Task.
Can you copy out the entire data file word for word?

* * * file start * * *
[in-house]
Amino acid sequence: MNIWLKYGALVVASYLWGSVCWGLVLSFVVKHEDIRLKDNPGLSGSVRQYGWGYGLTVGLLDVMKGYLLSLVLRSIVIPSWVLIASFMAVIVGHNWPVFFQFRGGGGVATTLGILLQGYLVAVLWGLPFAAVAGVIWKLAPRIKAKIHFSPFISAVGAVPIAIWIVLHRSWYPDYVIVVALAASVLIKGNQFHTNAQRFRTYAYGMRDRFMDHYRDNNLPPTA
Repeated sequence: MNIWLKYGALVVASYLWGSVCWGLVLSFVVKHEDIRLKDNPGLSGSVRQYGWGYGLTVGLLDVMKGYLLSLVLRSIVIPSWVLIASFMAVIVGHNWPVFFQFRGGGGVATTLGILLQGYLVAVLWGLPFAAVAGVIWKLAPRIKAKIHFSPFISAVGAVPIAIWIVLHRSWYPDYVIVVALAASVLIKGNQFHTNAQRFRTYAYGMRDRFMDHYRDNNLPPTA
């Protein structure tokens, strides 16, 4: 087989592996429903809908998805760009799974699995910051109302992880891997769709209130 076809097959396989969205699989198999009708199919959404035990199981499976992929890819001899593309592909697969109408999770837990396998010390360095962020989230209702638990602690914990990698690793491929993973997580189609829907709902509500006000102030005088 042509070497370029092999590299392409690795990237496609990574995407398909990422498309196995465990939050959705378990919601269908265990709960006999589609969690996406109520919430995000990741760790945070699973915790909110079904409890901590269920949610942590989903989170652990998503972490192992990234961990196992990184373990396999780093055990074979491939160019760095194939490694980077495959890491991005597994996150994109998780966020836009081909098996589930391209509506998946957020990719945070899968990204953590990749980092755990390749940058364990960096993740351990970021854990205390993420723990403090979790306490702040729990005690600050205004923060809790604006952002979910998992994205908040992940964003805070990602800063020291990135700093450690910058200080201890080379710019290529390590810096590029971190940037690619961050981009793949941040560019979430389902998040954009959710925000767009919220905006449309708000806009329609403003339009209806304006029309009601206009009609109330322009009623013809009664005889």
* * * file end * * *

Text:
[in-house]
Amino acid sequence: MNIWLKYGALVVASYLWGSVCWGLVLSFVVKHEDIRLKDNPGLSGSVRQYGWGYGLTVGLLDVMKGYLLSLVLRSIVIPSWVLIASFMAVIVGHNWPVFFQFRGGGGVATTLGILLQGYLVAVLWGLPFAAVAGVIWKLAPRIKAKIHFSPFISAVGAVPIAIWIVLHRSWYPDYVIVVALAASVLIKGNQFHTNAQRFRTYAYGMRDRFMDHYRDNNLPPTA
Repeated sequence: MNIWLKYGALVVASYLWGSVCWGLVLSFVVKHEDIRLKDNPGLSGSVRQYGWGYGLTVGLLDVMKGYLLSLVLRSIVIPSWVLIASFMAVIVGHNWPVFFQFRGGGGVATTLGILLQGYLVAVLWGLPFAAVAGVIWKLAPRIKAKIHFSPFISAVGAVPIAIWIVLHRSWYPDYVIVVALAASVLIKGNQFHTNAQRFRTYAYGMRDRFMDHYRDNNLPPTA
């Protein structure tokens, strides 16, 4: 087989592996429903809908998805760009799974699995910051109302992880891997769709209130 076809097959396989969205699989198999009708199919959404035990199981499976992929890819001899593309592909697969109408999770837990396998010390360095962020989230209702638990602690914990990698690793491929993973997580189609829907709902509500006000102030005088 042509070497370029092999590299392409690795990237496609990574995407398909990422498309196995465990939050959705378990919601269908265990709960006999589609969690996406109520919430995000990741760790945070699973915790909110079904409890901590269920949610942590989903989170652990998503972490192992990234961990196992990184373990396999780093055990074979491939160019760095194939490694980077495959890491991005597994996150994109998780966020836009081909098996589930391209509506998946957020990719945070899968990204953590990749980092755990390749940058364990960096993740351990970021854990205390993420723990403090979790306490702040729990005690600050205004923060809790604006952002979910998992994205908040992940964003805070990602800063020291990135700093450690910058200080201890080379710019290529390590810096590029971190940037690619961050981009793949941040560019979430389902998040954009959710925000767009919220905006449309708000806009329609403003339009209806304006029309009601206009009609109330322009009623013809009664005889």